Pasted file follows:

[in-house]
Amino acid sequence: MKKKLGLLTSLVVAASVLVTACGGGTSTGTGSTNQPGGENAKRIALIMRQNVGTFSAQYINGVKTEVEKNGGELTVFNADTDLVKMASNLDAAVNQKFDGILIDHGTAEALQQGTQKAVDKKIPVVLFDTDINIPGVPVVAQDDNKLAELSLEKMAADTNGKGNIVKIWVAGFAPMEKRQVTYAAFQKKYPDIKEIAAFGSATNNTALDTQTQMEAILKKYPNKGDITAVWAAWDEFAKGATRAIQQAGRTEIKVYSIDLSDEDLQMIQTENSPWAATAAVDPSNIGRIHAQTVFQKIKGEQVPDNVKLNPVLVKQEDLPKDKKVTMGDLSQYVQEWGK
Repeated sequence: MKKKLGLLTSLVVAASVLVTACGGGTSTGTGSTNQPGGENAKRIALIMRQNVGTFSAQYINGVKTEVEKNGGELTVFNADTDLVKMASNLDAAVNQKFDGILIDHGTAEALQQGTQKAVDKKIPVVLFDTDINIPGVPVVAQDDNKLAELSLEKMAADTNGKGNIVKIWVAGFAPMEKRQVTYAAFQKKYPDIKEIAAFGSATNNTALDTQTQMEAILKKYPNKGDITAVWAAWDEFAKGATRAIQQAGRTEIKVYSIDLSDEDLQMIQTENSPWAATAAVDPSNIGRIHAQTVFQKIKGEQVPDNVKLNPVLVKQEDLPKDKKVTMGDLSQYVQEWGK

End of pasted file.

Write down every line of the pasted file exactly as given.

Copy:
[in-house]
Amino acid sequence: MKKKLGLLTSLVVAASVLVTACGGGTSTGTGSTNQPGGENAKRIALIMRQNVGTFSAQYINGVKTEVEKNGGELTVFNADTDLVKMASNLDAAVNQKFDGILIDHGTAEALQQGTQKAVDKKIPVVLFDTDINIPGVPVVAQDDNKLAELSLEKMAADTNGKGNIVKIWVAGFAPMEKRQVTYAAFQKKYPDIKEIAAFGSATNNTALDTQTQMEAILKKYPNKGDITAVWAAWDEFAKGATRAIQQAGRTEIKVYSIDLSDEDLQMIQTENSPWAATAAVDPSNIGRIHAQTVFQKIKGEQVPDNVKLNPVLVKQEDLPKDKKVTMGDLSQYVQEWGK
Repeated sequence: MKKKLGLLTSLVVAASVLVTACGGGTSTGTGSTNQPGGENAKRIALIMRQNVGTFSAQYINGVKTEVEKNGGELTVFNADTDLVKMASNLDAAVNQKFDGILIDHGTAEALQQGTQKAVDKKIPVVLFDTDINIPGVPVVAQDDNKLAELSLEKMAADTNGKGNIVKIWVAGFAPMEKRQVTYAAFQKKYPDIKEIAAFGSATNNTALDTQTQMEAILKKYPNKGDITAVWAAWDEFAKGATRAIQQAGRTEIKVYSIDLSDEDLQMIQTENSPWAATAAVDPSNIGRIHAQTVFQKIKGEQVPDNVKLNPVLVKQEDLPKDKKVTMGDLSQYVQEWGK